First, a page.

The Productivity Commission has clearly demonstrated the potential benefits to the economy of investing in health — a report in 2007 estimated that investments in health promotion and illness prevention could help yield billions of dollars in savings, avoid 97,000 deaths (by 2030), and provide an additional 175,000 people for the workforce (at the time we will need it most — when the baby boomers retire).
Meeting the community’s future health needs cannot be achieved with our current system however. Pressure on our hospitals will only continue to build unless we shift the focus of our health spending and service provision by improving access to comprehensive primary health care, exercising policy that takes into account of the impact of the social determinants of health (income, housing, education, social support, food, environment etc) and ensuring equitable access to health care.
The most cost effective and equitable means of funding health services is through tax-based universal health insurance, through which we all provide health insurance for each other.
The Californian Nurses Association believes a single insurance system is the pathway to economic recovery in the US, with a report released last week outlining how sweeping health care reform could drive that nation’s economic recovery. Extending Medicare to everyone would create 2.6 million new jobs, create $317 billion in new business and public revenues, and provide another $100 billion in wages for the U.S. economy, the report said.
The economies of scale offered by a universal health insurance system provide protection for individual and communities against the costs of health care. This is what Medicare was designed to do, but it is now a shadow of its former self, held together by safety nets, gap payments, and out of pocket charges. For those who struggle financially, who live beyond the metropolitan perimeter, health care is not always available.
Access to health care is about more than just financial access; it must also deal with physical access (health professionals available within a reasonable distance to where one lives); cultural access (services that are culturally appropriate); and it must be appropriate (i.e. evidence based and cost effective).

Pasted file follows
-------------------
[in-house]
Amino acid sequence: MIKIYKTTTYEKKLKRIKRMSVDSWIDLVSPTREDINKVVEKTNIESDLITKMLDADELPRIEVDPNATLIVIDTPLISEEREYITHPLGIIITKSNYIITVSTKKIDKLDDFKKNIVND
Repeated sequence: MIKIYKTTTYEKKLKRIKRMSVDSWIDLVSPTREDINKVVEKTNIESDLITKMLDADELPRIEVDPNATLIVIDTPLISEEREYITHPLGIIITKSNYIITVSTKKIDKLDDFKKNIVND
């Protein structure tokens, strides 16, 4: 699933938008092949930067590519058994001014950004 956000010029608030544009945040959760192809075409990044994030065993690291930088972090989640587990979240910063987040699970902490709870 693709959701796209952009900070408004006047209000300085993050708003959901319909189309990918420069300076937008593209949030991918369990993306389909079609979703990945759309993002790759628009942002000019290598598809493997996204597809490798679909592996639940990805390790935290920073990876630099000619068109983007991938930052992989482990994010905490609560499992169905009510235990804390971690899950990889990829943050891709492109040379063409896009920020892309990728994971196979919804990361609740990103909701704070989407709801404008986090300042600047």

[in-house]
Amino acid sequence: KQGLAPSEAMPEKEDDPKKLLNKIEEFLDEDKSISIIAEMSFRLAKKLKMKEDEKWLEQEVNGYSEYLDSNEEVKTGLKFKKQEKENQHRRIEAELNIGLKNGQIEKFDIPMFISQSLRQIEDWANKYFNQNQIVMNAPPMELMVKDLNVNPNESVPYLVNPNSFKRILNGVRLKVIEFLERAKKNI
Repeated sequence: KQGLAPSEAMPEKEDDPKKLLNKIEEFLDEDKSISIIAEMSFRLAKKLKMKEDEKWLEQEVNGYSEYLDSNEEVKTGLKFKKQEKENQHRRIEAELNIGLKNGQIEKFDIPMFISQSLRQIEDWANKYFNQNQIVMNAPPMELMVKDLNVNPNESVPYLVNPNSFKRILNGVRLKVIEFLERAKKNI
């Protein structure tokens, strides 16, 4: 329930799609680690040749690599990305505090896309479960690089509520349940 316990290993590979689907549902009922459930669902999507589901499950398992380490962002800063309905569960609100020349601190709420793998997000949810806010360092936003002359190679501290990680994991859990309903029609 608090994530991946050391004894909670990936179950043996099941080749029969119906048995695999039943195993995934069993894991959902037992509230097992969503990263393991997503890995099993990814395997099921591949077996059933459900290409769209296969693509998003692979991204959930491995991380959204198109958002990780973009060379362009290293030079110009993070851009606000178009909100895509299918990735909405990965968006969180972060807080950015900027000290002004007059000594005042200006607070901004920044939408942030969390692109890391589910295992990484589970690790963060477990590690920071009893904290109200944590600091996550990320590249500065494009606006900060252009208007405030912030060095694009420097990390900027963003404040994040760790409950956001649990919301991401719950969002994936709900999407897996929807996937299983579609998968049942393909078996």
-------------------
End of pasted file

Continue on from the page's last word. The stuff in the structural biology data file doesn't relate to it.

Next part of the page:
Here in Australia we talk a lot about fairness. Many people believe our attitude towards it defines us as a nation and a people. But the “fairness” we talk about is not being realised in our current health system, where health care is not available to all. A commitment to fairness should demand that we give everyone access to the same opportunity to be healthy. This means some people may need more access to more care for the same health problem than those with more money, better social support and better opportunities. After all, in the words of Sir William Deane, “the moral measure of a society is how it treats its most vulnerable citizens”.
There is not yet any evidence in the national health policy arena that there is a commitment to investing in health care to realise either the principle of equity, or the recognition that investing in health is a necessary (and sound) investment in our collective future. This needs to change.
The Australian Health Care Reform Alliance (AHCRA) www.healthreform.org.au is an alliance of 50 health professional, consumer, and health service organisations. AHCRA will hold a National Health Reform Summit in Melbourne on 2-3 March 2009 to consider the NHHRC Interim Report. Fiona Armstrong is the current AHCRA Chair.